Fear of things going wrong: Hyper-conscious of all that could go wrong in life, they are trying to protect themselves against every possible risk.

Fear of being found out: They put a protective skin around themselves, often shunning relational intimacy, because they are afraid that if people see more of them, they will see their inadequacy.

Fear of trusting: Trust entails risk and vulnerability. It means depending on other people and therefore the possibility of being let down, betrayed, exploited, etc.

Fear of needing someone else: The closer they get to someone, the more they come to need him or her, which unnerves them.

Fear of being exploited: Results in a tendency to be excessively guarded about giving, lending, or spending money.

Fear of uncertainty: The norm is excessively detailed long-term planning and a phobia toward changes.

Fear of not knowing: They tend to be obsessed about knowing every little detail about everything because the more they know the more they feel in control.

Alan Mallinger offers a few remedies for some of these fears in Too Perfect: When Being in Control Gets Out of ControlThey include:

  • Remind yourself that no one and nothing can be one-hundred-percent dependable.
  • Stop thinking in extremes. For example, just because it would be unwise to share every intimate detail of your life, doesn’t mean you shouldn’t share any. There is a middle ground
  • Practice letting down your guard in one or two small ways to gain confidence and begin to build the habit of releasing control.

However, these are fairly basic and limited remedies. At the root of most sinful controlling is lack of submission to God’s perfect control. The sovereignty of God has to be the foundation of any lasting deliverance from these fears. I can release control if God is in control.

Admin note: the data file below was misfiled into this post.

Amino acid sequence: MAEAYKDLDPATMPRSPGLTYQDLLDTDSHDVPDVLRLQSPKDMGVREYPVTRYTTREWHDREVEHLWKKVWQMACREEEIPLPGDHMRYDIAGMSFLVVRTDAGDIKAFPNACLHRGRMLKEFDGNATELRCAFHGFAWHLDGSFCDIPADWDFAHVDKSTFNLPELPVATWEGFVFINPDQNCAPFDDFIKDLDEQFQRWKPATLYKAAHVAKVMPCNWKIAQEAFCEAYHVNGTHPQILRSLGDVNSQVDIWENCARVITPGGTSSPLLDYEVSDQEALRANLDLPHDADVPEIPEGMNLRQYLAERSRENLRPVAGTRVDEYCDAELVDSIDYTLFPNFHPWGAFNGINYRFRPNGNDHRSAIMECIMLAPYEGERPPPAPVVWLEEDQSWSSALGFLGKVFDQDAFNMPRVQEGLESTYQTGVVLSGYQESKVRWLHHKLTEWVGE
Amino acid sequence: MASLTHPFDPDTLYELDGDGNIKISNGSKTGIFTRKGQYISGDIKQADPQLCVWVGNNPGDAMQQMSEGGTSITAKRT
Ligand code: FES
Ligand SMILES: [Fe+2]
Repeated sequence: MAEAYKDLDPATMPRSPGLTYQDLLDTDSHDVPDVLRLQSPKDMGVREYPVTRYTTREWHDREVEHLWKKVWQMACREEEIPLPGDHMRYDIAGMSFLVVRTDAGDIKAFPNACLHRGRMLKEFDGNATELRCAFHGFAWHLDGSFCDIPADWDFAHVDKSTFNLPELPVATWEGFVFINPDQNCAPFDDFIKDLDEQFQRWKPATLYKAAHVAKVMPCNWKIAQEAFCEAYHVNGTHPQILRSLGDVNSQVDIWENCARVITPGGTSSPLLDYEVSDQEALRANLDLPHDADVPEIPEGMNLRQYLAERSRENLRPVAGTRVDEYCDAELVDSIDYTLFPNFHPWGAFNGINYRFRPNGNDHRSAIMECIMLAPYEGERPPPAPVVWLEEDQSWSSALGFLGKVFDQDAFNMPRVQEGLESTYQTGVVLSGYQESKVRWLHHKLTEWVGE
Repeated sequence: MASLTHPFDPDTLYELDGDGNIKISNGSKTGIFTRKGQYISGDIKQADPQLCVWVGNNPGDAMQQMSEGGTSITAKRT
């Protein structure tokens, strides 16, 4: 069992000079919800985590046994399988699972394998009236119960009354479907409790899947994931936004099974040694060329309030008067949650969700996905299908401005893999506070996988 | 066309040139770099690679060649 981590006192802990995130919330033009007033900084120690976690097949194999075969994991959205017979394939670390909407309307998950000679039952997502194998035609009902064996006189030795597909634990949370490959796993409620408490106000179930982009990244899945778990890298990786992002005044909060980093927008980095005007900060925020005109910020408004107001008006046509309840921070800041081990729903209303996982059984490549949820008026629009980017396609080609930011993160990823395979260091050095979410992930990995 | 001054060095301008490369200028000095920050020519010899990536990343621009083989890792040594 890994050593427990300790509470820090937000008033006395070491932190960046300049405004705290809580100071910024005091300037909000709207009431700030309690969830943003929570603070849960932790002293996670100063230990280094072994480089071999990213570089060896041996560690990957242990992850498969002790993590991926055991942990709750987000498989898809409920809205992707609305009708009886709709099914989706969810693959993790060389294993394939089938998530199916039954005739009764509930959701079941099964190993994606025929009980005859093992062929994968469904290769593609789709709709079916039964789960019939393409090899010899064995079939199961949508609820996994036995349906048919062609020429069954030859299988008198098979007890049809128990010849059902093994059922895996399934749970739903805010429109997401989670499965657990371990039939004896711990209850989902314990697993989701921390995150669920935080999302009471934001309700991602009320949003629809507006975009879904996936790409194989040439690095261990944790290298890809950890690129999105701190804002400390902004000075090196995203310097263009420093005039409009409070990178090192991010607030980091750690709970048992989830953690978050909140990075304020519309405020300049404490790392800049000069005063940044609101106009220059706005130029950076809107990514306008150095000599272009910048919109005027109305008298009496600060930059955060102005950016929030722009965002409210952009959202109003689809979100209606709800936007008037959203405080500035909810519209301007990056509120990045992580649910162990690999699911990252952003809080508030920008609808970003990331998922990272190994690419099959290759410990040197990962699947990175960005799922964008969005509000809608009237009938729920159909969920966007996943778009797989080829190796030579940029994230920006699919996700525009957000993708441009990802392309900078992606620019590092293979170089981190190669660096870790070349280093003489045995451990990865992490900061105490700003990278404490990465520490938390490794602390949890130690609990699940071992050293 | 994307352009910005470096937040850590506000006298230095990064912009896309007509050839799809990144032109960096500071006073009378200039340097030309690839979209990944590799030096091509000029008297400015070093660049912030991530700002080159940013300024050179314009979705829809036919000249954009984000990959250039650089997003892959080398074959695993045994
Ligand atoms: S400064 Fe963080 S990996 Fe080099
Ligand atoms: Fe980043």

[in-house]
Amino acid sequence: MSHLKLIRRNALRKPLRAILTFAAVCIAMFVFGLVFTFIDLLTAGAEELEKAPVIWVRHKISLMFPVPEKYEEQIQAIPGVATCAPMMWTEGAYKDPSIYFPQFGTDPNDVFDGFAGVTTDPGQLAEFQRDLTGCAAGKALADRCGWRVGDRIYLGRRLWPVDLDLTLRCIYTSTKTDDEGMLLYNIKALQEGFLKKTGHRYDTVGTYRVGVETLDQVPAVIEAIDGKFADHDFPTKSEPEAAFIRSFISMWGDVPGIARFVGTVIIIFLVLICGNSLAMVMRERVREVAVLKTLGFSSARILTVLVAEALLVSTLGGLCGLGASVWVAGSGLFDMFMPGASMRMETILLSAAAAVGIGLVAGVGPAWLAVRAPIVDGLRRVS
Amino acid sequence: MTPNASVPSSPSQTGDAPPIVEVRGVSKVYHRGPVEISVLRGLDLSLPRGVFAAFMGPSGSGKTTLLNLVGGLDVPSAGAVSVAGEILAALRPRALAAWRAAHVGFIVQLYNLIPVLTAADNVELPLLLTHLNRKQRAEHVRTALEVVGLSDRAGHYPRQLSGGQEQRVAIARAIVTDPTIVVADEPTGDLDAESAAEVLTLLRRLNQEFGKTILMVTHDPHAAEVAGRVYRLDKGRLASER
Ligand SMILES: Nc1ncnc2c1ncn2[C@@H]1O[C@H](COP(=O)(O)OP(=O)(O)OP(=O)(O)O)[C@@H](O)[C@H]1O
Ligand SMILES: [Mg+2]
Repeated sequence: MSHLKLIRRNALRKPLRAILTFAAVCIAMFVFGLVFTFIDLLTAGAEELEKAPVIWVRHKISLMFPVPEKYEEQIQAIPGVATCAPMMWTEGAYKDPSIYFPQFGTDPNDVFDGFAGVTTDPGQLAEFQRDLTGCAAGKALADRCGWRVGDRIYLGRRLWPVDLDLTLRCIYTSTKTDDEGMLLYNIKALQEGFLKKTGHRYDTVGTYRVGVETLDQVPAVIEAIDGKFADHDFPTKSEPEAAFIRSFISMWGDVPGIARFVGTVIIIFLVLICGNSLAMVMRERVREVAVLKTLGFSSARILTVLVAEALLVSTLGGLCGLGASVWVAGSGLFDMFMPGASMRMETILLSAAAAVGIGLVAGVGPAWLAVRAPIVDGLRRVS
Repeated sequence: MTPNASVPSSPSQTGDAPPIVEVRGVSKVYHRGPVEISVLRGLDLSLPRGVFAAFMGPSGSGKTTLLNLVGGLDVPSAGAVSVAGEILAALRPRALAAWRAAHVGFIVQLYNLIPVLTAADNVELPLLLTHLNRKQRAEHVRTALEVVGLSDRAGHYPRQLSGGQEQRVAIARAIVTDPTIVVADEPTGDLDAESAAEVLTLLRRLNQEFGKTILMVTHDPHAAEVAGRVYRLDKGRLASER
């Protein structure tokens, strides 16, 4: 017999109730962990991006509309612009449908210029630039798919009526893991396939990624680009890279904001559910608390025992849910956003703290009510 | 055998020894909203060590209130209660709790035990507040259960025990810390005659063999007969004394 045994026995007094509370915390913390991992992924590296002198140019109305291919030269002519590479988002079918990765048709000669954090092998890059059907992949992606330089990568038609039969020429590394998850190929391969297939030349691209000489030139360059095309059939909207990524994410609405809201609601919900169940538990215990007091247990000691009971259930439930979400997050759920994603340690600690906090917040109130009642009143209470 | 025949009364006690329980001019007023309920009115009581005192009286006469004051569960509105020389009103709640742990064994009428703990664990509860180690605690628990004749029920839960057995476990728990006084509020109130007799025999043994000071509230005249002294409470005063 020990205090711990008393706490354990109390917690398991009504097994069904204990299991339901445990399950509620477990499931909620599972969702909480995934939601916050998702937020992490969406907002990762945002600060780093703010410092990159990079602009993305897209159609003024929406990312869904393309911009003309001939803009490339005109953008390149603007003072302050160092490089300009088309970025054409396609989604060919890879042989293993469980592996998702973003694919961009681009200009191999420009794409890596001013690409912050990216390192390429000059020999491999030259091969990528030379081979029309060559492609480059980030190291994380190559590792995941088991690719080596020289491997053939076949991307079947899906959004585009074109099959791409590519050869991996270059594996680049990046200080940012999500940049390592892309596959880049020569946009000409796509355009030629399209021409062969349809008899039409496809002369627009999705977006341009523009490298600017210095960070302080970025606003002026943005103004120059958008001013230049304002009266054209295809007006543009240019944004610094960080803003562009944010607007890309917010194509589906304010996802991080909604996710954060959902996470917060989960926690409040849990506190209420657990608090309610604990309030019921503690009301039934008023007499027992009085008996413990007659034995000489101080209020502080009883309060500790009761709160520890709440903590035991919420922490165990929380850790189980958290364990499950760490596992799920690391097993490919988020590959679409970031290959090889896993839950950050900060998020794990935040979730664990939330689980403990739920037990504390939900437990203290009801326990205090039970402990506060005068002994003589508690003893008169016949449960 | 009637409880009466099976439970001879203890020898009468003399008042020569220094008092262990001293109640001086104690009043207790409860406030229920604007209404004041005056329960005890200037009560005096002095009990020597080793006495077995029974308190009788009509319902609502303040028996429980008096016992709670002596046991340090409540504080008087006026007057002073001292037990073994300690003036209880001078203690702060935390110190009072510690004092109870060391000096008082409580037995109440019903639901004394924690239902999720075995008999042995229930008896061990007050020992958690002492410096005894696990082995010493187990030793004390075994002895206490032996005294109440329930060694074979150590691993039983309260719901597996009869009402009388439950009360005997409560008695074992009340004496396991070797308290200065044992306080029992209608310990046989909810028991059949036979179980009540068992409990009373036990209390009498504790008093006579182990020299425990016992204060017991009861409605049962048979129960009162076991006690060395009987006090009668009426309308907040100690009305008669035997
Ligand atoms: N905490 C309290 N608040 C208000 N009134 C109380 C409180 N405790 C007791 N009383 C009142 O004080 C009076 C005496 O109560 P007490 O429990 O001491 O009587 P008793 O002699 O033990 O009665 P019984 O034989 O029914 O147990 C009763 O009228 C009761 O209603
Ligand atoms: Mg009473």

God’s sovereignty means that even if things do go wrong, they are not out of control but under God’s control, and He will work it together for our good.

God’s sovereignty means that even if people find out I’m not what my public persona portrays, He can still provide me with friends and loved ones who care for the real me. Indeed, God’s sovereignty means I can stop pretending and start trusting Him with the real me.

God’s sovereignty means that He will never let us down, and even if others do, he can still overrule even the greatest betrayal for good.

God’s sovereignty means that we can depend upon him for the big things, and through that learn to depend upon others for smaller things.

God’s sovereignty means that even if we are exploited and conned, that he can make it up to us as the cattle on a thousand hills are his, as are the millions in Merril Lynch.

God’s sovereignty means that His plan is certain and that nothing is uncertain to God. We don’t need to make detailed long-term plans because God has made an every-hair-on-my-head plan that covers time and eternity.

God’s sovereignty means we don’t need to know everything, because He already does.

God’s sovereignty means we can abandon perfectionism and embrace His perfection.

God’s sovereignty means we can repent of authoritarianism and trust His authority.

God’s sovereignty means we can release control into God’s control.

Previous posts on Perfectionism and Control: Part 1Part 2Part 3,Part 4Part 5Part 6Part 7.


Check out

Blogs

Western Culture – Moral Suicide
Don’t read this if you’re depressed. Some recent developments in the godless West.

Conflict Is an Opportunity
If we handle conflict biblically, it can be an opportunity for spiritual growth.

Visiting the Home and Grave of C. S. Lewis